Listen, Chahouas, you are not who we told you you were

This morning an article published yesterday by the scientific-journal Zootaxa was brought to my attention.  The journal itself deals with the taxonomical classification of animals, something that interests me as a connection between the world of biology and my professional position as an archivist.  Taxonomy is essentially the way we identify what things are through names we give them and classifications.  In the library and archives world this helps organize information to make it easier for people to access.  In biology taxonomy tells us that this animal is a Gekko gekko and this one is a Pogona vitticeps.  All of this comes from a field known as phylogeny, which studies the evolutionary path of species and uses morphological characteristics of the animals to classify them taxanomically.  There are some interesting projects out there dealing with all of this, such as Morphobank.org, which uses the internet to help scientists and others identify morphological differences between images of animals to help classify species.  Fascinating stuff, but I am getting away from the issue at hand.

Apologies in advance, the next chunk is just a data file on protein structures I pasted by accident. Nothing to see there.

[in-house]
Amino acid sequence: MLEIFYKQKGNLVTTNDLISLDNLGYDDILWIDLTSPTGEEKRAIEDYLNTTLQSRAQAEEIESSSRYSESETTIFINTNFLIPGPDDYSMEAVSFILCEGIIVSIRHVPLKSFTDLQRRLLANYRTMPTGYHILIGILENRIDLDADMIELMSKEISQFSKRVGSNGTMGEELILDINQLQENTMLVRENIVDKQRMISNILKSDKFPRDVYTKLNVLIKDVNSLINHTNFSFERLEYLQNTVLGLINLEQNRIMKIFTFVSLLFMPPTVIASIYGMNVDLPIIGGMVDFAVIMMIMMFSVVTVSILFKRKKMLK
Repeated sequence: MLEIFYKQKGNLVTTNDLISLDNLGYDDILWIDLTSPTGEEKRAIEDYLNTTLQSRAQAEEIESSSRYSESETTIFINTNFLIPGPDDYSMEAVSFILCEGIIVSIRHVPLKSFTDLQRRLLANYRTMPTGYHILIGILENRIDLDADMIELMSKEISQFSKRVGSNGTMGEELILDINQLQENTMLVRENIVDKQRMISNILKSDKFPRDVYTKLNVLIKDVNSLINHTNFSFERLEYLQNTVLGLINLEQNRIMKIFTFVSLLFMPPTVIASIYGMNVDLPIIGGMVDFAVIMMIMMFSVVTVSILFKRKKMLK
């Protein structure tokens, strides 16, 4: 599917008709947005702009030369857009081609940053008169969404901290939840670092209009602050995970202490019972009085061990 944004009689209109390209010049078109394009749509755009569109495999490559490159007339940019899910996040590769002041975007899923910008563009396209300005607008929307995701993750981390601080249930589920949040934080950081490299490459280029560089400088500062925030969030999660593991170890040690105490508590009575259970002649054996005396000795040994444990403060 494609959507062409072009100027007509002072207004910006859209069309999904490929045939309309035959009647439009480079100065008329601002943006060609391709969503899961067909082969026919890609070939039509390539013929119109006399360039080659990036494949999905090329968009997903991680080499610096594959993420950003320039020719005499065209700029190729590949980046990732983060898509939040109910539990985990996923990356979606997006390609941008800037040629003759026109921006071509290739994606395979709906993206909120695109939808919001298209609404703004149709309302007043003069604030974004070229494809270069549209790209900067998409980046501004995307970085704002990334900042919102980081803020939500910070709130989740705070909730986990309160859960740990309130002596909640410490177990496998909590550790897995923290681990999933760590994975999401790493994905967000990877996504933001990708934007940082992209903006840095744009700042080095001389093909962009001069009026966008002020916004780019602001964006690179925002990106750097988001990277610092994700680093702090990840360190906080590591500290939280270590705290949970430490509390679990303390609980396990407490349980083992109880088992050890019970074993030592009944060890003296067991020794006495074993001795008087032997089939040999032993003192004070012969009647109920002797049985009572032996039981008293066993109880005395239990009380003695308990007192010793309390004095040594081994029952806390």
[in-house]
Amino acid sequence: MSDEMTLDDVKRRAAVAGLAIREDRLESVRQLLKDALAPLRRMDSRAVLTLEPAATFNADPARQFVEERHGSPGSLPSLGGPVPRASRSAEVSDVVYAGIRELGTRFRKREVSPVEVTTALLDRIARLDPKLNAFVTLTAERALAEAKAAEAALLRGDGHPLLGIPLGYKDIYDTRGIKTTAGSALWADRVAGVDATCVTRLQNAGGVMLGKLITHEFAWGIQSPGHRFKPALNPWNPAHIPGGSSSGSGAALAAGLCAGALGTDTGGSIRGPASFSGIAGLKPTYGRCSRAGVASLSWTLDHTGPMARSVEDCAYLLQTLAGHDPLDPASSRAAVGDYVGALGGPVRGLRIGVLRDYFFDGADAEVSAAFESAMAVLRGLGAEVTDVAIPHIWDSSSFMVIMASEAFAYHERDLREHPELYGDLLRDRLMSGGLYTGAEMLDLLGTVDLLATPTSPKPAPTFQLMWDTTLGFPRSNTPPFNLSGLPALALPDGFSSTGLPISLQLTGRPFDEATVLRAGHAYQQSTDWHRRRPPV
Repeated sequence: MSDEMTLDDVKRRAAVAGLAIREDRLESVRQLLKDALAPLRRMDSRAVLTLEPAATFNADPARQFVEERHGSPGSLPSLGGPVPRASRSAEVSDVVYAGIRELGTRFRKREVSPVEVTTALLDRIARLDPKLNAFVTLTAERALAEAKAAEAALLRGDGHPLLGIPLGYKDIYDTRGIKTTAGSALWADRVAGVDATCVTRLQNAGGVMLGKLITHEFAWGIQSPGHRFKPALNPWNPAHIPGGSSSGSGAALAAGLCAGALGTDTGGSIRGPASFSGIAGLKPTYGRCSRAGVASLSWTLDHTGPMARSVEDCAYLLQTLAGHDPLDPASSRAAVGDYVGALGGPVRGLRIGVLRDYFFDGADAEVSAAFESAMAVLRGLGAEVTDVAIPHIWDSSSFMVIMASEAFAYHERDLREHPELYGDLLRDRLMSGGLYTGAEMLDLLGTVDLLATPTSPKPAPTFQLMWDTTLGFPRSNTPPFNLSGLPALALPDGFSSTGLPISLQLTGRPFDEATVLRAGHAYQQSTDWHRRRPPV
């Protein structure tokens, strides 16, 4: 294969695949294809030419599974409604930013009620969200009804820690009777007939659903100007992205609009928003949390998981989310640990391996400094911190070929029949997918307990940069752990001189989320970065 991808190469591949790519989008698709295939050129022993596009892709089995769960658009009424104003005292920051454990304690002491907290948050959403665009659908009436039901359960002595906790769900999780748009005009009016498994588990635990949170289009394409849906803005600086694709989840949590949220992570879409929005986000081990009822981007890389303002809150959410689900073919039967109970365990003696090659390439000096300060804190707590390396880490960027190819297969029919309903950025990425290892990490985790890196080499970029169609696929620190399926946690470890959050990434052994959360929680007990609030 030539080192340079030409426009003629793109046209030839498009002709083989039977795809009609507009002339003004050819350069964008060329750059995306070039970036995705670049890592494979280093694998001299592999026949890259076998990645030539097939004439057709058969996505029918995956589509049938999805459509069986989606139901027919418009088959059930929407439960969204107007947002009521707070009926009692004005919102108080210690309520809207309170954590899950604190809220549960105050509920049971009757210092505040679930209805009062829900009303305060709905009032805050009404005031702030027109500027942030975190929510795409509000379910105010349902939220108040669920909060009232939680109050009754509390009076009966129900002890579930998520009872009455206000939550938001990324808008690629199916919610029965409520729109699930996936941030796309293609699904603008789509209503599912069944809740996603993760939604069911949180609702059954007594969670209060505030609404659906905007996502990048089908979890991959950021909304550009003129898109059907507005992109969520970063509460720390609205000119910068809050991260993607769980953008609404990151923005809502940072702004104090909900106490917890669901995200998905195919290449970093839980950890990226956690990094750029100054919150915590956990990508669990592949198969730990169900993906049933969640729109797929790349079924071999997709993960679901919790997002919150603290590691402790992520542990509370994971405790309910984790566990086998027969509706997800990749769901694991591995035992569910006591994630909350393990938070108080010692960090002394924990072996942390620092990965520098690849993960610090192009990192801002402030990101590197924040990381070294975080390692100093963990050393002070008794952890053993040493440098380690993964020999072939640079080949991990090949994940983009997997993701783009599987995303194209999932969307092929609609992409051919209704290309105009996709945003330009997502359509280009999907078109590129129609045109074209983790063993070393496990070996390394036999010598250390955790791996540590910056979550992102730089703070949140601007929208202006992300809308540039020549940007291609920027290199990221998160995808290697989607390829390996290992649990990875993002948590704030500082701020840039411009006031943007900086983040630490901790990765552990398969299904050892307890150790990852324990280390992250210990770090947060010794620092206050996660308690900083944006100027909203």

This article, titled "Revision of the giant geckos of New Caledonia (Reptilia: Diplodactylidae: Rhacodactylus)," examines the characterists of the animals on New Caledonia, specifically the genus Rhacodactylus, and explains why they are characterized how they are and if all of the species currently in the genus belong there.  In full disclosure I have only read the linked abstract because that is all I have access to, but one major change from this article is a call to pull the Chahoua from the genus and give them their own genus, Mniarogekko.  This means that now I have to sit down with everyone's favorite chahouas like Green Man and Zenobia and let them know that the Gargoyles living next door are not really family like we thought they were.  What this means for the Chahoua and the Rhacodactylus genus I could not really say.  Does it mean either of them will warrent more study?  Perhaps more interest?  Who knows, but I would love to hear thoughts on the matter.

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